Clay Buchholz has added a splitter this year to go with his well-known (and devastating) changeup. We first noticed this back when he was throwing one or two per game, but now it’s not unusual to see him throw a nice cluster of splitters in each start. A comparison between his pre-splitter and post-splitter pitch graphs is shown below:
We’re now 66 pitches into the Clay Buchholz splitter experiment. How is it working out?
The most sensible thing to compare it to is the changeup, his other off-speed pitch. The two are virtually equally effective at generating groundballs (51.4 percent GB/BIP for the change, 50.0 percent for the split) or giving up line drives (16.2 percent change, 16.7 percent split).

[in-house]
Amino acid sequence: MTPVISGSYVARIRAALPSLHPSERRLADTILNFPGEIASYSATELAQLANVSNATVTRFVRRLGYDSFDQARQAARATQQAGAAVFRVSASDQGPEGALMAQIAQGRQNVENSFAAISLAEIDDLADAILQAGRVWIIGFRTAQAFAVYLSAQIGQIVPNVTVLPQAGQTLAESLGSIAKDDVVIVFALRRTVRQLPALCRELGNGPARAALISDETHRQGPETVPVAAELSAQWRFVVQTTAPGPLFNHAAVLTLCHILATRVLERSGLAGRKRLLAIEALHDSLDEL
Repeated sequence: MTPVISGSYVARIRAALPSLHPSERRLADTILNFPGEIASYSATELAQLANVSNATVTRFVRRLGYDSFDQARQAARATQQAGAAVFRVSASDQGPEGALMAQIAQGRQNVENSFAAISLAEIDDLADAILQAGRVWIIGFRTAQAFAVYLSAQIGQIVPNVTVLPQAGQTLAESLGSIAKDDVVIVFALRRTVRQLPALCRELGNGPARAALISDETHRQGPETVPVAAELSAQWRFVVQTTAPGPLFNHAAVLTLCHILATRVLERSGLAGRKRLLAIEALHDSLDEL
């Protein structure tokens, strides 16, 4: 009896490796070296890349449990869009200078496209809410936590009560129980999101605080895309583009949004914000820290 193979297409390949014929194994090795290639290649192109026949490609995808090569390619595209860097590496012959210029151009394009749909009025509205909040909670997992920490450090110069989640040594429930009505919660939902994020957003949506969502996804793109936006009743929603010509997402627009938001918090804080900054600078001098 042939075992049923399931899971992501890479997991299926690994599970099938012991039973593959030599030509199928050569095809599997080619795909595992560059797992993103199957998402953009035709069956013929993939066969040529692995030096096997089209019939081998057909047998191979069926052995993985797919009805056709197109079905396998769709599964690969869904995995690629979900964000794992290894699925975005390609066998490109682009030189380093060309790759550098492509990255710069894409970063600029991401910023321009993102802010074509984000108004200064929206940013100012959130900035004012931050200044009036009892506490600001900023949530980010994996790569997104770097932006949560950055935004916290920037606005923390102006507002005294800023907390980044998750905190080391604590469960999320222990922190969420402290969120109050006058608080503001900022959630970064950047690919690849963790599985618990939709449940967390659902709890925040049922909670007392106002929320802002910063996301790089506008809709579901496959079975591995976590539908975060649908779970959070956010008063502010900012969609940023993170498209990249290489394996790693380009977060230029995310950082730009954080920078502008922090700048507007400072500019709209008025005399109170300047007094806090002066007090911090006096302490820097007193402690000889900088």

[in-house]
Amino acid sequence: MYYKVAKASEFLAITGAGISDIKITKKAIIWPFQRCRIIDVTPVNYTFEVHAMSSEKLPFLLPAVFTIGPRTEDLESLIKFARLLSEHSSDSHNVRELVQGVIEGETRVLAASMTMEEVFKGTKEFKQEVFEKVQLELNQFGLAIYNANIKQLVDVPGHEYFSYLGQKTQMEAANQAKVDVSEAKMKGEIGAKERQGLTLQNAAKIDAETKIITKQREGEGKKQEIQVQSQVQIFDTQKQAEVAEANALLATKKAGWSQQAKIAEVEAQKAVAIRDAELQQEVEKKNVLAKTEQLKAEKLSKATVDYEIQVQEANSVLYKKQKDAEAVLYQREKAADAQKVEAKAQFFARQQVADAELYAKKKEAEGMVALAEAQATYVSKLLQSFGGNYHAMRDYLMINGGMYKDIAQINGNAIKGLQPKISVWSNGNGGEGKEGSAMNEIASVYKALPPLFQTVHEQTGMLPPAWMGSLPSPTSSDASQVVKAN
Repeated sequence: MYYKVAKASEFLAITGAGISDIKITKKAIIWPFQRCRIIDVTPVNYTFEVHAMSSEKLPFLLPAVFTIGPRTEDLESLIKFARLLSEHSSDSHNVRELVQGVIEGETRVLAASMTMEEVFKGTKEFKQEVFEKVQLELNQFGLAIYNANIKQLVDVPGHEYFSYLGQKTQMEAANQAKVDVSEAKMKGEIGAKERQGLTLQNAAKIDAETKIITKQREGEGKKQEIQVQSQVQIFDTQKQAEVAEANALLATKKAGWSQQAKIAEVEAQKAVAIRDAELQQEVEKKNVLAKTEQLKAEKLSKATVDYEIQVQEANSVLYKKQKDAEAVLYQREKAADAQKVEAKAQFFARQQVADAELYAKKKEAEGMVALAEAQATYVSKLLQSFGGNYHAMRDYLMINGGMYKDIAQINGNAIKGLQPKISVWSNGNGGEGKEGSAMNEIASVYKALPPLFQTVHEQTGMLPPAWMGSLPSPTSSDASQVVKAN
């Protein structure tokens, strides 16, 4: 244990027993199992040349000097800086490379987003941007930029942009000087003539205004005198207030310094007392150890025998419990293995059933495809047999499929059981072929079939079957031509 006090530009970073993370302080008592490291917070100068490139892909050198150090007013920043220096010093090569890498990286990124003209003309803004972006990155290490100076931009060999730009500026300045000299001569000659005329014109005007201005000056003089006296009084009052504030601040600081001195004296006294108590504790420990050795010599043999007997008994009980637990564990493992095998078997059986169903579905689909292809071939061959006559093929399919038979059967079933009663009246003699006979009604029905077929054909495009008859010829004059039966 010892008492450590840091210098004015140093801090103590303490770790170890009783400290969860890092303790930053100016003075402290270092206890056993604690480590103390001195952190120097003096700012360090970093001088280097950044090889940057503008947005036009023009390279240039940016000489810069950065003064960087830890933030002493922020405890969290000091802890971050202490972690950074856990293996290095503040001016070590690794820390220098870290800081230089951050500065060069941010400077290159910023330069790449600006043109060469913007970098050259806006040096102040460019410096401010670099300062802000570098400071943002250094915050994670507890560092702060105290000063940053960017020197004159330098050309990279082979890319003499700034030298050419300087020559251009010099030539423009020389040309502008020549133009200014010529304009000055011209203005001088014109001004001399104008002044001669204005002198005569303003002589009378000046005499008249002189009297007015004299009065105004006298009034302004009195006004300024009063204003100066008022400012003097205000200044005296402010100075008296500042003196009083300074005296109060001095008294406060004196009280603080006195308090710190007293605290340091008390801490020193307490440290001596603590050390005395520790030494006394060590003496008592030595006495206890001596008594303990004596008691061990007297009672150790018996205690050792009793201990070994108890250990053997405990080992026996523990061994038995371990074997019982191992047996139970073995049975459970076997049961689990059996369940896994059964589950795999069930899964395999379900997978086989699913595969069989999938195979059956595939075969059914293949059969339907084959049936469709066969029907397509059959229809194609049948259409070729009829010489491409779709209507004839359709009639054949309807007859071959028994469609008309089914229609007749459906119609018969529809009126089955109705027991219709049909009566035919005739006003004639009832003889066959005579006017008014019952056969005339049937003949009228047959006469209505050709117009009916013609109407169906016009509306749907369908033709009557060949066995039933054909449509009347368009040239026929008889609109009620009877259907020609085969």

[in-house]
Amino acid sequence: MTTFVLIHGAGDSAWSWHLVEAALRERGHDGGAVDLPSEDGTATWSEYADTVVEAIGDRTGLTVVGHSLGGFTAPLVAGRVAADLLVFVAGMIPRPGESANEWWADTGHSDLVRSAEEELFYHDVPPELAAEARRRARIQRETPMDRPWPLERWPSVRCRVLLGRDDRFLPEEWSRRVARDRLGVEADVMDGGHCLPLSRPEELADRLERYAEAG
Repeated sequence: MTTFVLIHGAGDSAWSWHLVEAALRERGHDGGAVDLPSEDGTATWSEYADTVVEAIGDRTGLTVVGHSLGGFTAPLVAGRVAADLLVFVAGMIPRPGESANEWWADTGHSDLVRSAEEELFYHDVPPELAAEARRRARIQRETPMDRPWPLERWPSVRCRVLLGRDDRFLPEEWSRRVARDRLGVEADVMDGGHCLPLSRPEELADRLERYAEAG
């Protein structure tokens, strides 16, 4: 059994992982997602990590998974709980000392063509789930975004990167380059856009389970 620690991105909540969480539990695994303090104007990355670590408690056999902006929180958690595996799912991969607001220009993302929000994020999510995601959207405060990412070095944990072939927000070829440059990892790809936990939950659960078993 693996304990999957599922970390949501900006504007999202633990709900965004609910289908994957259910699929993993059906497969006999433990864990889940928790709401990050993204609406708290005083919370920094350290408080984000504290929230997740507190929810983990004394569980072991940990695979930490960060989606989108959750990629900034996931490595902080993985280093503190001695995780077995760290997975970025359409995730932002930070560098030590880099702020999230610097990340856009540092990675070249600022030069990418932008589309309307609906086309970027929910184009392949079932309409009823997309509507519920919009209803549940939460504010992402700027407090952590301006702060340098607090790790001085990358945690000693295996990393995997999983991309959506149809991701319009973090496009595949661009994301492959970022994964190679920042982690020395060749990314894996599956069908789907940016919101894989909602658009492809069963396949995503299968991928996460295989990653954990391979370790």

The two major differences: swings, and swings and misses (whiffs).
Hitters swing at the splitter 63.6 percent of the time, compared to only 49.4 percent of the time for the change.
But hitters whiff at the splitter only 26.2 percent of the time, compared to ...